D-Day hero George dies at 92

George Brewis shares the moment of receiving the Legion D'Honneur with his wife Ann.
George Brewis shares the moment of receiving the Legion D'Honneur with his wife Ann.

A Second World War hero, who received a prestigious medal for his courage on D-Day, has died, aged 92.

George Brewis, from Alnwick, passed away on Tuesday, December 13. He leaves behind a loving family, including wife of more than 60 years, Ann.

George Brewis pictured in 1944.

George Brewis pictured in 1944.

His funeral was held last Thursday at the town’s St Michael’s Church. The service attracted a good turnout and it was a fitting send off for the proud war veteran.

Earlier this year, great-grandfather George was presented with France’s highest military accolade – the Légion d’honneur – at a meeting of the Alnwick branch of The Fusiliers’ Association

The medal recognises the selfless acts of heroism and determination displayed by all surviving British veterans of the Normandy landings, and of the wider campaigns to liberate France from the Nazis in the Second World War.

George, who would have been 93 in January, served with the Army on D-Day and continued in Europe until the war’s end.

After being presented with the honour at Alnwick’s RAFA Club, George said: “This award is fantastic and I am over the moon, although I feel that the medal should have been awarded to those lads who lost their lives on D-Day and in the battle to liberate France.”

While serving with the 3rd British Infantry Division, George landed with one of the earliest waves on Sword Beach on D-Day – June 6, 1944.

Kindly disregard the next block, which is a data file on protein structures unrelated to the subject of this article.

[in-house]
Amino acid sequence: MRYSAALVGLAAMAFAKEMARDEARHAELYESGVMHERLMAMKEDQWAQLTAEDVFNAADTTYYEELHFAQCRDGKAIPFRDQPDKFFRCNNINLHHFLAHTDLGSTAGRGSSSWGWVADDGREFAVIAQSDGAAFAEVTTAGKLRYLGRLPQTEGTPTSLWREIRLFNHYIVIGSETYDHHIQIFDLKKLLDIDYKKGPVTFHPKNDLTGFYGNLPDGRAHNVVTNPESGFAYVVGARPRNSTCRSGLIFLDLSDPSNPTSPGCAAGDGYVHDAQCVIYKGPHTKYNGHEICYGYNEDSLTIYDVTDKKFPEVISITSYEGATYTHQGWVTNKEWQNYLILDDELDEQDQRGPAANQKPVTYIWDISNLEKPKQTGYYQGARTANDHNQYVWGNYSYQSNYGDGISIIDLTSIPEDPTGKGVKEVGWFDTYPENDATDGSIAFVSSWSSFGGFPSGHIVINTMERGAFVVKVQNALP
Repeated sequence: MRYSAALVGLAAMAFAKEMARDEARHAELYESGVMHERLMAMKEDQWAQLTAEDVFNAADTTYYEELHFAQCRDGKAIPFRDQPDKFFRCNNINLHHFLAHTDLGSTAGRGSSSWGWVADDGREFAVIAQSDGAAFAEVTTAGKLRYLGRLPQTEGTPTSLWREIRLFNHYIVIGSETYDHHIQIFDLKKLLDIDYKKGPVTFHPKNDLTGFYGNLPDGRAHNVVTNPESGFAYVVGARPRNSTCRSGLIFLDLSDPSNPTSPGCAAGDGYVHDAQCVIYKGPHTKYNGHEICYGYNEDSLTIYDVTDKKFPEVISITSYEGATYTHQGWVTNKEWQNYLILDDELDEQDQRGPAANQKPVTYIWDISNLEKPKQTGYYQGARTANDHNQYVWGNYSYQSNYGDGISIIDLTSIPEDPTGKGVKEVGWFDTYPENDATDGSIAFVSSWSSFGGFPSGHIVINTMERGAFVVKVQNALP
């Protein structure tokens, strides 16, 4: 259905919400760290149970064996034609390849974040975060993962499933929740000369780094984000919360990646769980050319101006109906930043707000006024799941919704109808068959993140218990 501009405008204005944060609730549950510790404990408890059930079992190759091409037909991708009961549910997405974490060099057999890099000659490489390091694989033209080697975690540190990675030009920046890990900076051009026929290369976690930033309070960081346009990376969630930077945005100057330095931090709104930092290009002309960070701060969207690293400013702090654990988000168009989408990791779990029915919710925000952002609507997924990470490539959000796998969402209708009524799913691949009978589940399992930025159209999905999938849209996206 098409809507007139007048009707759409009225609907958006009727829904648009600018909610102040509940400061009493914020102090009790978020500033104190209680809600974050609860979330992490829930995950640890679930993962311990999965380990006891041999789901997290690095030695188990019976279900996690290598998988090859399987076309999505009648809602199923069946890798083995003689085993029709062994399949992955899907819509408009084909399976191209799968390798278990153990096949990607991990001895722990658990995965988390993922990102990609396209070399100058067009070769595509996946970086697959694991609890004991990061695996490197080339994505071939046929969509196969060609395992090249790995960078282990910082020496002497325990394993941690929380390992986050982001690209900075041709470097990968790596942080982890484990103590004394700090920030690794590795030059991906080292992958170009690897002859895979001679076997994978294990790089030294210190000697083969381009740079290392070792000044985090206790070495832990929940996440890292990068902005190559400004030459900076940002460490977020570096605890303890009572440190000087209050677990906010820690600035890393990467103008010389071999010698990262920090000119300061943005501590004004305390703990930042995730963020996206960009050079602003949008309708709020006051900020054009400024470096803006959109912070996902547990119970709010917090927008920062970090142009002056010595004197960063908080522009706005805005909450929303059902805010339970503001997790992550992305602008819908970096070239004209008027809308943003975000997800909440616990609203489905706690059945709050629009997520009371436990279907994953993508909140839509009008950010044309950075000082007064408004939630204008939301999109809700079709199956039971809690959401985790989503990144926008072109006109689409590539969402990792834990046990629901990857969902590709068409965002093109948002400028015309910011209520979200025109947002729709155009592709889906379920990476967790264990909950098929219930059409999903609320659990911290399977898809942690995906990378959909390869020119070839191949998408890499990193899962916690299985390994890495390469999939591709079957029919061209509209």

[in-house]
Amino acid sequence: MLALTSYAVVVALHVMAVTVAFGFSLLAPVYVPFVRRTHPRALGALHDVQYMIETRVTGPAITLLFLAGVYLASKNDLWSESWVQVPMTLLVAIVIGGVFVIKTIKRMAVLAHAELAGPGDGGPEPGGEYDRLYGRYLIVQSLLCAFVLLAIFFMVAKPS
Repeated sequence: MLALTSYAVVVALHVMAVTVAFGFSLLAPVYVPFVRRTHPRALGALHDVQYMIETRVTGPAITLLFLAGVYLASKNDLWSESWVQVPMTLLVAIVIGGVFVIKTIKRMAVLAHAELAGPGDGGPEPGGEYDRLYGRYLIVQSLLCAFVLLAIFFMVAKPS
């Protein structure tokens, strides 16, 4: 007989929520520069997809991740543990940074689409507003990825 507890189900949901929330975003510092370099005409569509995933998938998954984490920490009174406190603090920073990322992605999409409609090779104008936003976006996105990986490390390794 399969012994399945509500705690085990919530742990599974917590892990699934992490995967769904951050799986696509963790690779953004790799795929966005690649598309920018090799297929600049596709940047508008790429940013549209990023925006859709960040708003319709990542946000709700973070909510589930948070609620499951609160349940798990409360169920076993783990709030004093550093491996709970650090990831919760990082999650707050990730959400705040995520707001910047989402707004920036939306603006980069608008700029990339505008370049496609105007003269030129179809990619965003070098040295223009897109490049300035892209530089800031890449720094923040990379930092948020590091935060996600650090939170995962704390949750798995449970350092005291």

His role was that of dispatch rider as a member of the Royal Army Service Corps, but for several weeks he was unable to fulfil his role, because of the limited terrain held.

He was therefore employed on the beach unloading stores from the amphibious landing craft. More specifically, he helped provide an essential stockpile of cans of petroleum.

This petrol dump was attacked by German aircraft and exploded. George was involved in the aftermath and the re-establishing of the dump.

He remained with the 3rd Infantry Division during the assault on Caen and continued his service in Europe until the war finished in 1945.

But this was not the end of George’s Army service.

At the conclusion of the war in Europe, the 3rd Division was posted to Palestine and George was not demobbed until 1947.

In 1948, after returning to Alnwick, he joined the 7th Battalion, The Royal Northumberland Fusiliers (Territorial Army), and served for 11 years, having been promoted to corporal.

He had to leave the TA after an accident sustained while on annual training.

After he was demobbed, George worked for 20 years as a mechanical engineer for the Ministry of Agriculture, before setting up in business as a haulage contractor.

In April 1952, he married Ann. They had a son and a daughter, four grandchildren and one great-granddaughter.